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Airliner Generations  
User currently offlineGrantcv From United States of America, joined Apr 2005, 430 posts, RR: 0
Posted (7 years 3 months 3 weeks 1 hour ago) and read 2457 times:

I am writing a paper on the history of airliners. How does one divide the evolution of the modern jet airliner into generations? In thinking about it - there seems to have been major advances, every 10-12 years that once in place, changed the design of the airliner forever. And inbetween have been the half-generation planes - not quite making a big enough step to achieve the next milestone.

1st Generation: Turbojet/Turbofan Narrowbodies:
- Comet, Caravelle, DC-8, DC-9, 707, 727, 737, BAC 111, Trident, VC-10, F28, ...
2nd Generation: High-Bypass ratio Widebodies:
- 747, DC-10, L1011, A300
2.5th Generation:
- MD-80
3rd Generation: High-Bypass ratio Narrowbodies, 2-person glass cockpits:
- 757, 767, 737-300/4/5, A310, A300-600, BAe 146
3.5th Generation:
- 747-400, MD-90, MD-95/717, MD-11, F100, 737NG
4th Generation: Fly-By-Wire:
- A320, A330, A340, 777
4.5th Generation:
- A380, A350?, 748
5th Generation: Compositie Barrel Fuselage, all-electric:
- 787, A350?

8 replies: All unread, jump to last
 
User currently offlineCygnusChicago From United States of America, joined Mar 2007, 758 posts, RR: 1
Reply 1, posted (7 years 3 months 3 weeks ago) and read 2407 times:

I think you have a good initial segmentation there. Using a generational framework is certainly pretty clear for the audience of your paper to understand.

That said, maybe you can also investigate alternative frameworks. One example would be using a 2x2 matrix which has engine technology along one axis, and materials of construction along another. So for example, the engine technology would move from turbojet/turbofan to high bypass to bleedless. The materials of construction from Al to Al-Li to including composite materials to GLARE and CFRP fuselages.

Once you have this 2x2 and plotted out the various aircraft along the matrix, you'll find various clusters emerging, and can then do a discussion on each cluster, and how the underlying material and engine technology enabled these aircraft to be built.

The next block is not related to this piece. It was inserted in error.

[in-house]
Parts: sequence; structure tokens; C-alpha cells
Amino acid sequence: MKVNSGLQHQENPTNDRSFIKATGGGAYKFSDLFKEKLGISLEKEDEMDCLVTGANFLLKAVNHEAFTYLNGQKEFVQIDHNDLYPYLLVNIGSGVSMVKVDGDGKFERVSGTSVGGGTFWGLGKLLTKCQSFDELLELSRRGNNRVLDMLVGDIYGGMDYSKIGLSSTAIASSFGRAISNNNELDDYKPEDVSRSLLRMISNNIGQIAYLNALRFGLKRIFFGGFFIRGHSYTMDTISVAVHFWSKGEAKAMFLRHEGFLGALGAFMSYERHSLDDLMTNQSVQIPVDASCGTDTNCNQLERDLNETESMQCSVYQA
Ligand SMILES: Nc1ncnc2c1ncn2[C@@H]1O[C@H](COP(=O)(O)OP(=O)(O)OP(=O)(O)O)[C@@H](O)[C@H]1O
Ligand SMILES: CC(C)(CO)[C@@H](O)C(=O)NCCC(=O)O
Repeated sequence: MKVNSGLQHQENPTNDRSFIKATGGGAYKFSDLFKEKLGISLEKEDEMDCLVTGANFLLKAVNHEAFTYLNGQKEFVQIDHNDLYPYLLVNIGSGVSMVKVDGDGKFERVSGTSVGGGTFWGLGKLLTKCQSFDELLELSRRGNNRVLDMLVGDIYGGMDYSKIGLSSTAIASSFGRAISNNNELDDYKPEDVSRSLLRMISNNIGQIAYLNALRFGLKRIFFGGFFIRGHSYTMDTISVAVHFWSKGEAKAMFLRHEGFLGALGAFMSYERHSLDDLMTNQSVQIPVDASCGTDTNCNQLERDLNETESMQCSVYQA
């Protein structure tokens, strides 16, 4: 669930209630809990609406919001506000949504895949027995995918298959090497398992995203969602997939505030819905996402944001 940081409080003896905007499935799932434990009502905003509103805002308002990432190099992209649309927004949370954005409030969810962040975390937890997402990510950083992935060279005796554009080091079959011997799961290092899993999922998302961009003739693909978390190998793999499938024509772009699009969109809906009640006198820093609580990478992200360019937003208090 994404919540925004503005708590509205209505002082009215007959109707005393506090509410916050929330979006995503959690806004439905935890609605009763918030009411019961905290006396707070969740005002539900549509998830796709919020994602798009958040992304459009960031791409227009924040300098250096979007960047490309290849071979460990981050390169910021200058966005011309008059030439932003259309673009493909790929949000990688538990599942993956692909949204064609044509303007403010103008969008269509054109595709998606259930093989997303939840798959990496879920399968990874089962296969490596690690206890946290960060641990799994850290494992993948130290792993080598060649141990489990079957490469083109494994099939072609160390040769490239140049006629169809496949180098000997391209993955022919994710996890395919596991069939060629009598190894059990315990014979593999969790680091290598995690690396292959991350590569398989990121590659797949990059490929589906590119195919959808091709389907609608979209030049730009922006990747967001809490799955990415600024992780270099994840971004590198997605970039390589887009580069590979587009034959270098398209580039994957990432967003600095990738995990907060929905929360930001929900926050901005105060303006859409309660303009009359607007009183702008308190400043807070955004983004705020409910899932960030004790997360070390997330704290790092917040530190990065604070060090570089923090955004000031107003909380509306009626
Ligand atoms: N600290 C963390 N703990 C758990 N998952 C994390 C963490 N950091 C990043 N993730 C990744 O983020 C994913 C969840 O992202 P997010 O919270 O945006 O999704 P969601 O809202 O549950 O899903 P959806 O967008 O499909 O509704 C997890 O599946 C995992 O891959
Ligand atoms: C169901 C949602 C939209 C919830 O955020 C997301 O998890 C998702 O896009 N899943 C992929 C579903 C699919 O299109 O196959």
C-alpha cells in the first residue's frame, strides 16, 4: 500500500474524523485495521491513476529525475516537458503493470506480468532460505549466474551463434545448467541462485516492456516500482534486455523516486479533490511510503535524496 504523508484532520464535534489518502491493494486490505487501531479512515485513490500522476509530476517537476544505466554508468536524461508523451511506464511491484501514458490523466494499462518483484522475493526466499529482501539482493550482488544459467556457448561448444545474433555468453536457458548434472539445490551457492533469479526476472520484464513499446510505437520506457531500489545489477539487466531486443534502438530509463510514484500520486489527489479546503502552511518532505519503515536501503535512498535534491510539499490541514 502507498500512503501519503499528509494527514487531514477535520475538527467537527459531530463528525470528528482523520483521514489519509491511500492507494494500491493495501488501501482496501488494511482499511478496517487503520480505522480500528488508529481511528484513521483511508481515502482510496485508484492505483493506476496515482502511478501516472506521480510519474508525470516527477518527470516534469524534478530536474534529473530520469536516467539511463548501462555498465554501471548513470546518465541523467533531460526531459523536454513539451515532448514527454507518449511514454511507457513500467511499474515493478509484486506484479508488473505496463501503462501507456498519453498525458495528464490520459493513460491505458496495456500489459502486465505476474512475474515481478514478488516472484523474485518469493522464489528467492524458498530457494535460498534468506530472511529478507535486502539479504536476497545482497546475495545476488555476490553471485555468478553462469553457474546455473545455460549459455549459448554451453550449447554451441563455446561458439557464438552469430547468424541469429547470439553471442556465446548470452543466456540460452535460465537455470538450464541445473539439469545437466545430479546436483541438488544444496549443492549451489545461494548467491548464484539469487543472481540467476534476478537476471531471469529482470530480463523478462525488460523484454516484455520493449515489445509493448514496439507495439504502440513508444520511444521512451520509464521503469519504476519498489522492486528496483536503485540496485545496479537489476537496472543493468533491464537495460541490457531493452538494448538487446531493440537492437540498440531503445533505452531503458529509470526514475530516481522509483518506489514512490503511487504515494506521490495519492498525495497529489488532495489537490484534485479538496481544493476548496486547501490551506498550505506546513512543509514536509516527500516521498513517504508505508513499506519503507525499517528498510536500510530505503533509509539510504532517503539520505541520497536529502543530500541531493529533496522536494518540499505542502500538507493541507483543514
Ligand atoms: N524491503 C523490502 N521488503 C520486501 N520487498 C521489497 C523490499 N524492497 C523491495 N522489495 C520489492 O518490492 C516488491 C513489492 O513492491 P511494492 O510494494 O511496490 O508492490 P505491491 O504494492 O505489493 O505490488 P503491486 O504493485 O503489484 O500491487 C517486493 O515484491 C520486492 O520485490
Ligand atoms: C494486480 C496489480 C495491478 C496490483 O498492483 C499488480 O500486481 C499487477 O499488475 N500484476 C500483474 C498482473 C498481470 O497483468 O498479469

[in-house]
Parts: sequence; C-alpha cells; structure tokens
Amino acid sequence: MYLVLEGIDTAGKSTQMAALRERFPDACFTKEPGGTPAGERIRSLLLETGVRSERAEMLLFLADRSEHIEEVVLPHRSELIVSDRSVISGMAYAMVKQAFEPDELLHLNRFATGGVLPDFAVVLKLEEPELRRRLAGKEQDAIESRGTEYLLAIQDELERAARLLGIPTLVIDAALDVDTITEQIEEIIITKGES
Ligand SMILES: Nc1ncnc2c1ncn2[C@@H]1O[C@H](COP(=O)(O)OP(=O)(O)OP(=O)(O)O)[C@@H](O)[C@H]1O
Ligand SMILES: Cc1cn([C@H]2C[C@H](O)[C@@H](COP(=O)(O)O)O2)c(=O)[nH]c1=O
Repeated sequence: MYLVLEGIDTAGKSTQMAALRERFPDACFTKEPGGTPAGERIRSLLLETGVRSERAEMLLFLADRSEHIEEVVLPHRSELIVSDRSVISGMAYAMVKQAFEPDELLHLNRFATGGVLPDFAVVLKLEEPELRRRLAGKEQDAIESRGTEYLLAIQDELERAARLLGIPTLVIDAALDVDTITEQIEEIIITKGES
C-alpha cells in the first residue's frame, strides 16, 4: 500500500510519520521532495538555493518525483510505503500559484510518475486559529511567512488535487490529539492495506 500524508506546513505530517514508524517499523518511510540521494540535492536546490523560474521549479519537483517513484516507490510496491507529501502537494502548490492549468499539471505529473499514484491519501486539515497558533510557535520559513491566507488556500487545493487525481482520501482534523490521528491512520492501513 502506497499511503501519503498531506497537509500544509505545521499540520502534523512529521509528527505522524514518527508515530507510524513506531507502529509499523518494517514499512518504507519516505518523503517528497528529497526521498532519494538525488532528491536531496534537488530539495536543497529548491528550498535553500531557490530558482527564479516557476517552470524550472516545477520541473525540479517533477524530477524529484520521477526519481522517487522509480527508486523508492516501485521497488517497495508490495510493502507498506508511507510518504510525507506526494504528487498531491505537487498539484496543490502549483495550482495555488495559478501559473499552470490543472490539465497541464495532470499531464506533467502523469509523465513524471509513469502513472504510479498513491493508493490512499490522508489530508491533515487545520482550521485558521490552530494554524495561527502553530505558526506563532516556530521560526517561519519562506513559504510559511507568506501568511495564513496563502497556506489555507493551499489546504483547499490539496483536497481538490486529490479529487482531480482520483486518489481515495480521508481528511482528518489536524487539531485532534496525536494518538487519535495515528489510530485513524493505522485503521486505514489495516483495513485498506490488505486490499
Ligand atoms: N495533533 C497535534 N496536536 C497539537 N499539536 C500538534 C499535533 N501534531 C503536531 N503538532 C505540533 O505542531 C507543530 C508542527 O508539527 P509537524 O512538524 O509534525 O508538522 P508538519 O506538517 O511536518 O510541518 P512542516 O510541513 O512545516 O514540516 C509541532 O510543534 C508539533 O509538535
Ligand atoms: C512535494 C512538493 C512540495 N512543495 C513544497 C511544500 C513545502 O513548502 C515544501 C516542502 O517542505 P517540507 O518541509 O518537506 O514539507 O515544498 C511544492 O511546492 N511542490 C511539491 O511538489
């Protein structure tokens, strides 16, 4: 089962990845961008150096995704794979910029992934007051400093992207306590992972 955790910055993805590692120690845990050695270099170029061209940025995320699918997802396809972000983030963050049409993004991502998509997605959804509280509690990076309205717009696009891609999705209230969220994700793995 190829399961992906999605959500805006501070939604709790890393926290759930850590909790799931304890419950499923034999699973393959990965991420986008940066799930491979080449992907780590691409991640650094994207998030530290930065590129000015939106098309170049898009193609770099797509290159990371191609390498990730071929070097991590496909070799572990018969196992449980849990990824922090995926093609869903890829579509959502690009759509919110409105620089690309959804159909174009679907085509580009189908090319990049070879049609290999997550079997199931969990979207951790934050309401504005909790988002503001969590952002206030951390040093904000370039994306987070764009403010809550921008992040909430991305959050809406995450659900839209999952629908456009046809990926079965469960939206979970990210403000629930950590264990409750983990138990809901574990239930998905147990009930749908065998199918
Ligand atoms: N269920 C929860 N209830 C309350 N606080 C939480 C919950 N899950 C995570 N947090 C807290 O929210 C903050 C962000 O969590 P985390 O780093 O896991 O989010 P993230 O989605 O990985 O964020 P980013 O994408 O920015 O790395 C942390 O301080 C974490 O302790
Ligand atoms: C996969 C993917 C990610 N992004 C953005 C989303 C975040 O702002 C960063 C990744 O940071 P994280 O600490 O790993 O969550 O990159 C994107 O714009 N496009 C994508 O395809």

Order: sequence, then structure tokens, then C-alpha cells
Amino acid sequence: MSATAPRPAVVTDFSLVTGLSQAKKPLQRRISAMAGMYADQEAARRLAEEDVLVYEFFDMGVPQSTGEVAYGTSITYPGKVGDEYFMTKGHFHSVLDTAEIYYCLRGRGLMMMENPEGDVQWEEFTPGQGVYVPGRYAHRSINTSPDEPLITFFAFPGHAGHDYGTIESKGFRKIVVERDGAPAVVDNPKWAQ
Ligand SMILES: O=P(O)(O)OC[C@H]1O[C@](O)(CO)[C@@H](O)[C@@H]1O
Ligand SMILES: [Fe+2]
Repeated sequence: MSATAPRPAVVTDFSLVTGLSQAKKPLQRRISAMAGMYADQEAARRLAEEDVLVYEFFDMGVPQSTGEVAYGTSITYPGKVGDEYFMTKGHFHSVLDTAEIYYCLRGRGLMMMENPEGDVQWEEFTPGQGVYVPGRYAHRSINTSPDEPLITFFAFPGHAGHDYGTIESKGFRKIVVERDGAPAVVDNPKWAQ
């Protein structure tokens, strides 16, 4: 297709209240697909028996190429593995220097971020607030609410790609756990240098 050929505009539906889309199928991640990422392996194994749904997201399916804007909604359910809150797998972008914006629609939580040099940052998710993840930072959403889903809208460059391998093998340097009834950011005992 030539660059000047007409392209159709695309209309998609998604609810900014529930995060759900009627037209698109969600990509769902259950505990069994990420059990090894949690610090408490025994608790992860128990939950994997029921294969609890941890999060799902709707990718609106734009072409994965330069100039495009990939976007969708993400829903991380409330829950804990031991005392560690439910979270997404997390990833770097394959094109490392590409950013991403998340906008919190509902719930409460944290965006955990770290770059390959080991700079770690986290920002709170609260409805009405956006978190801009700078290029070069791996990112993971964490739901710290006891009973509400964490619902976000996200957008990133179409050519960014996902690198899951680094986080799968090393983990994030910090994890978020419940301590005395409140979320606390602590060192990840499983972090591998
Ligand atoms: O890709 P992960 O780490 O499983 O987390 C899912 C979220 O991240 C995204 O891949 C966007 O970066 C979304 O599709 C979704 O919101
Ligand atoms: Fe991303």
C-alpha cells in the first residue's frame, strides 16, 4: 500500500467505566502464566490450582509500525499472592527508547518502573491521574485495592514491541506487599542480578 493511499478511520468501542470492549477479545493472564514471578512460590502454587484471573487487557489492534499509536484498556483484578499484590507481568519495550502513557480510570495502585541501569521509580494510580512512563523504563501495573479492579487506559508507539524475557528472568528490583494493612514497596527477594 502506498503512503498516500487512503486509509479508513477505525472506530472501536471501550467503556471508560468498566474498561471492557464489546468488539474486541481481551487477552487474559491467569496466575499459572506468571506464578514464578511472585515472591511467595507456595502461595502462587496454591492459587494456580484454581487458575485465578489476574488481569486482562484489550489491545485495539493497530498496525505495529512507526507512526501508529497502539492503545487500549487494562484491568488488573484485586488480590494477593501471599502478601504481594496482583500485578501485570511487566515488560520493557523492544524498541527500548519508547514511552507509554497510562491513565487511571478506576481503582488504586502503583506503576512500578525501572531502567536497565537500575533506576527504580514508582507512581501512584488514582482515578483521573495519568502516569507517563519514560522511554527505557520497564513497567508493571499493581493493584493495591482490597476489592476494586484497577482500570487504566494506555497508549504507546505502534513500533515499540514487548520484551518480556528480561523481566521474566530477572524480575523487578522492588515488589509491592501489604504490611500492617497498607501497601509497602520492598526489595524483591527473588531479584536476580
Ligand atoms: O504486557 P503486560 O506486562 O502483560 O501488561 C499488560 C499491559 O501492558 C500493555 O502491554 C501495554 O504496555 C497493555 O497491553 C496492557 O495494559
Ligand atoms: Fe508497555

I'm not sure if I'd consider a FBW a generation. While it is definitely an advance, it really wasn't big enough to obsolete anything coming before. For example, the FBW 777 and A340 did not obsolete the 744, and the A320 did not obsolete the 737NG. I'm sure many would disagree with me, and that's what will make an interesting analysis in your paper.



If you cannot do the math, your opinion means squat!
User currently offlineMandala499 From Indonesia, joined Aug 2001, 6921 posts, RR: 76
Reply 2, posted (7 years 3 months 2 weeks 6 days 23 hours ago) and read 2361 times:

Defining generations when it comes to airplanes is quite hard... as they tend to transition from one generation to the next, even with the same type of airplane!

You would need to see what parameters you are using to define the generations or clusters... CygnusChicago said it pretty well... Although I would add navigational & automation advances into it... but don't count retrofit/upgrade, count the "standard equipment".

I also see that FBW is a major development, its use does not render past methods less efficient... developments in autopilot, navigation and flight management has larger implications than the FBW in my opinion... as they have bigger benefits to the airlines in terms of cost savings... As wonderful as FBW is, the cost savings aren't that great to the industry... the application of VNAV has a bigger impact.

So, with all that, the following list is of my personal opinion... and it may even contradict what I said... above.

1. The actual use of a jet engine...
Comet, Caravelle, 707, DC8, CV880, CV990

2nd generation... the initial drive towards segmentation and economy.
727, 732, DC9-10 to -50, BAC111, F28, Trident, Mercure

3rd Generation The use of high-by pass engines, 3D autopilot (eg: HDG/NAV/ALTSEL/VS), Widebodies makes an entry
747, DC-10, L1011, A300, 732A

4th Generation... the FMC era, Advanced 4D autopilot (VNAV)
Narrowbodies: Higher By Pass engines makes an entry
733/4/5, MD80, BAe146, 757, A320, 737NG,

Widebodies... 2 man Crew becomes a reality
744, MD11, A300-600, A310, 767

5th Gen... the networked airplanes.
777, 380

6th Gen... The Bleedless engine... or the drive for hyperefficiency
787, A350, 748i

OK... sorry, can't resist the babling...

Mandala499



When losing situational awareness, pray Cumulus Granitus isn't nearby !
User currently offlineNDSchu777 From United States of America, joined Oct 2001, 419 posts, RR: 3
Reply 3, posted (7 years 3 months 2 weeks 6 days 22 hours ago) and read 2319 times:

Quoting Mandala499 (Reply 2):
6th Gen... The Bleedless engine... or the drive for hyperefficiency
787, A350, 748i

Hate to nitpick, but the 787 is the only airplane with bleedless engines. The 748i has a modified form of the GEnx that has conventional pneumatic bleed systems and unless anything has changed recently, the A350 will also have bleed systems.


User currently offlineMandala499 From Indonesia, joined Aug 2001, 6921 posts, RR: 76
Reply 4, posted (7 years 3 months 2 weeks 6 days 22 hours ago) and read 2302 times:

Quoting NDSchu777 (Reply 3):
Hate to nitpick, but the 787 is the only airplane with bleedless engines. The 748i has a modified form of the GEnx that has conventional pneumatic bleed systems and unless anything has changed recently, the A350 will also have bleed systems.

Hence I wrote...

Quoting Mandala499 (Reply 2):
The Bleedless engine... or the drive for hyperefficiency